“Theological Literacy” refers to a person’s capacity to formulate and articulate a Christian worldview based upon and derived from the Scriptures and with some awareness of the way the church has formulated such ideas throughout its history. Theological literacy only attains its full potential when biblically-grounded theological truth (i.e. wisdom) is applied for salvation and shalom individually and collectively in Canadian society.
Some Christians dislike the term “theology.” For them it suggests a humanly-contrived construction of various biblical ideas that promotes a certain agenda. Terms such as Calvinism or Arminianism or Pentecostalism often get associated with theological ‘flavours’. However, every Christian has a “theology” — a way of framing and explaining their Christian understanding no matter how elementary it might be. Understood positively theology presents biblical truth in a coherent manner, arising from a continual reflection upon God’s word and its application to key life issues. Jesus himself had a theology which formed the foundation for his teaching.
Theological literacy incorporates several key aspects of Christian development. In his final commandment, something we call “The Great Commission,” Jesus orders his followers “as you go, make disciples, baptizing them…teaching them to keep all that I have commanded you” (Matthew 28:19). Discipleship proceeds upon a theological foundation — a coherent understanding of Jesus’ message and teaching. The earliest writings in the New Testament, Paul’s letters, are deeply theological, indicating how the apostles obeyed Jesus’ commission. They taught believers theology! The more they grasped God’s thoughts, God’s plans, God’s person, God’s Gospel, the stronger their testimony became.
Often Paul responded to questions and issues that new believers were confronting. Sometimes it was the question of whether to eat meat already sacrificed to idols; at other times it was the question of whether the Jewish dietary food laws applied to Christians; in other contexts people were concerned with Christians who died would participate in the resurrection. Paul’s answers are always theological in essence, as he grounds his explanations in the person of God or the nature of human life or God’s intentions for his church or what Jesus will do when he returns a second time.
Throughout its history the Christian church has developed condensed summaries of its primary theological framework in the form of creeds. Perhaps we see precursors of these formulations in some New Testament passages such as Philippians 2:5-11 or 1 Timothy 3:16 or 1 Peter 3:18-22 or Romans 1:1-4.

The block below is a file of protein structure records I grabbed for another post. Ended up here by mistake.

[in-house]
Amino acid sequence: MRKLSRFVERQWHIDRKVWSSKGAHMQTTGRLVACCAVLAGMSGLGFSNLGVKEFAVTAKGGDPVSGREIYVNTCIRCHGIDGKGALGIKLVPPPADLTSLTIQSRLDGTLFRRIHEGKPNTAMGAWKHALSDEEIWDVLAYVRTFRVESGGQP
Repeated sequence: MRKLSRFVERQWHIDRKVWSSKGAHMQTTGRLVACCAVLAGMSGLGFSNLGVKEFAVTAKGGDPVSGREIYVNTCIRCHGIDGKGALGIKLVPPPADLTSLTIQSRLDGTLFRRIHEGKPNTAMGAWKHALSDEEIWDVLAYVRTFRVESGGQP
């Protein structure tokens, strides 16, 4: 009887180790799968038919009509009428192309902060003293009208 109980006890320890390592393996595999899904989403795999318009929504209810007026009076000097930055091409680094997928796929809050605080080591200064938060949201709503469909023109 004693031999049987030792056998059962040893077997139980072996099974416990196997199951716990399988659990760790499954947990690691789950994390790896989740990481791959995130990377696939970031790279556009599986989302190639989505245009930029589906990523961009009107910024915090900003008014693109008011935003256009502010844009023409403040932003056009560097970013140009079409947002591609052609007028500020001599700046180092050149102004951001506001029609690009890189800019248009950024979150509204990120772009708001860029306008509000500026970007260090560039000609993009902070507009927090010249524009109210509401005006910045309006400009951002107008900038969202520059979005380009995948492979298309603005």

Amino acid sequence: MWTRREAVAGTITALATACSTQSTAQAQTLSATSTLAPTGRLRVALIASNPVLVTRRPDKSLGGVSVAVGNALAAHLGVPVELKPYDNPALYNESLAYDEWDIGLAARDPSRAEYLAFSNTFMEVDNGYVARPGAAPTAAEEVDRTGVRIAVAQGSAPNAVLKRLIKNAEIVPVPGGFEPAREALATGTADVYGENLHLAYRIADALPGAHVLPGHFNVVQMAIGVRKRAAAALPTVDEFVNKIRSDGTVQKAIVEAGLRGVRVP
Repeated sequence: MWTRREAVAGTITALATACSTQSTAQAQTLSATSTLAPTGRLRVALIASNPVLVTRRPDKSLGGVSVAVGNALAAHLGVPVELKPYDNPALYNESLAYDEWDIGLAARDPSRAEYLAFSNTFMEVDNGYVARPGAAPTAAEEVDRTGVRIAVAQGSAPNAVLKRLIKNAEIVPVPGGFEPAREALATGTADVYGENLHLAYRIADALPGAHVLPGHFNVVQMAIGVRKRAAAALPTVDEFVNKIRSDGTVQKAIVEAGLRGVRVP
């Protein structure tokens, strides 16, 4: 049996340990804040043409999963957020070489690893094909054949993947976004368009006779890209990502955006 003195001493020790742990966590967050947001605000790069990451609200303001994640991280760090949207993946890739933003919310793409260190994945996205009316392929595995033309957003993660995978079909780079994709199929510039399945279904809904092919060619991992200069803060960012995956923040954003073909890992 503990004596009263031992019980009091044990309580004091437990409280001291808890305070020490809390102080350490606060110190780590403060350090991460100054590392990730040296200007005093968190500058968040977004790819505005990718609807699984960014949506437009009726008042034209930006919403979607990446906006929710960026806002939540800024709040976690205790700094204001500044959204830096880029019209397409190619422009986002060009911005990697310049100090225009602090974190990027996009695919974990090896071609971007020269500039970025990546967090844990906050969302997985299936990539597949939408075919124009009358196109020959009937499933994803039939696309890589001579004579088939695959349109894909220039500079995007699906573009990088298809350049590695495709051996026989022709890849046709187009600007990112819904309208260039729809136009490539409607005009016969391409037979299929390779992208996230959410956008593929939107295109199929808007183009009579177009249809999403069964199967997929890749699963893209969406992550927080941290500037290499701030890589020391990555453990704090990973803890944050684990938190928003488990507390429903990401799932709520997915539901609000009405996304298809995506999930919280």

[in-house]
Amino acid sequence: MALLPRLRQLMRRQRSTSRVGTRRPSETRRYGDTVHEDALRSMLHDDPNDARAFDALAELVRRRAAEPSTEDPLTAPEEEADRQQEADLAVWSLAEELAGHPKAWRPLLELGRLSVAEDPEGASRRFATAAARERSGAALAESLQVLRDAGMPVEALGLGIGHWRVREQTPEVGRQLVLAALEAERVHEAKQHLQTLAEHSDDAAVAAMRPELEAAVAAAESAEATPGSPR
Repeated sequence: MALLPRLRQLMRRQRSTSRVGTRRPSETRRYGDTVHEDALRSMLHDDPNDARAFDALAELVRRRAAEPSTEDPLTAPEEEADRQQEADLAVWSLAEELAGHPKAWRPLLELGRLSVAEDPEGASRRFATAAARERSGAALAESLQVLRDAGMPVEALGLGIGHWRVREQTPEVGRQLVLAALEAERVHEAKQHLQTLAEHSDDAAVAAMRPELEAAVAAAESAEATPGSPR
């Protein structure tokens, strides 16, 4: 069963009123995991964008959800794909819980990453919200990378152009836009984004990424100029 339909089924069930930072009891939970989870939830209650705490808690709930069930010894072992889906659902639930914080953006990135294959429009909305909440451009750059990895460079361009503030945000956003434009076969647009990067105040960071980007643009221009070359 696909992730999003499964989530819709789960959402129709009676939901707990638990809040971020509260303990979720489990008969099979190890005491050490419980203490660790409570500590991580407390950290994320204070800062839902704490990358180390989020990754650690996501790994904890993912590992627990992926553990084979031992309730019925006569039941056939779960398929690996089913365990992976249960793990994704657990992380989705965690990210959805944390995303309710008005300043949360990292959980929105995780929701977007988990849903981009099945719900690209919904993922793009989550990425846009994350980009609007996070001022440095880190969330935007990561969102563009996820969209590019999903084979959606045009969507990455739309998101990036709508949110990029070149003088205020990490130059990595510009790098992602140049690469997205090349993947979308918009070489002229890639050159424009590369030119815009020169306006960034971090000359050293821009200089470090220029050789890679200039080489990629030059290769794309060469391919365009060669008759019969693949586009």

There is a comprehensiveness to God’s revelation that needs to be grasped. His truth encompasses all aspects of our living now and throughout eternity. His person and character deserve to be known, because this is the foundation of our worship. It is this revelation that enables us to understand the presence of evil, the reason for death, the purpose of our lives, and the goal of human history — all of the big questions. Without such a theological framework we are vulnerable to deception and adrift on a sea of relativity and ignorance.
Human society needs to know God’s truth if it is discern the essence of justice, the value of human life, the importance of stewarding creation, the nature of suffering, the diabolical essence of evil, the vision for human wholeness and peace, and the critical importance of agape-love. True biblical theology articulated honestly, courageously, and passionately and expressed in Christian living forms the most powerful witness to the Gospel.
If we lack theological literacy, we are cut off from the very wisdom of God.
 This would include some awareness of the Apostles’ Creed, the Nicene Creed and the Constantinopolitan Creed. Individuals who claim to be followers of Jesus, but lack biblical and theological literacy usually struggle to achieve mature, Christian understanding and often become vulnerable to error.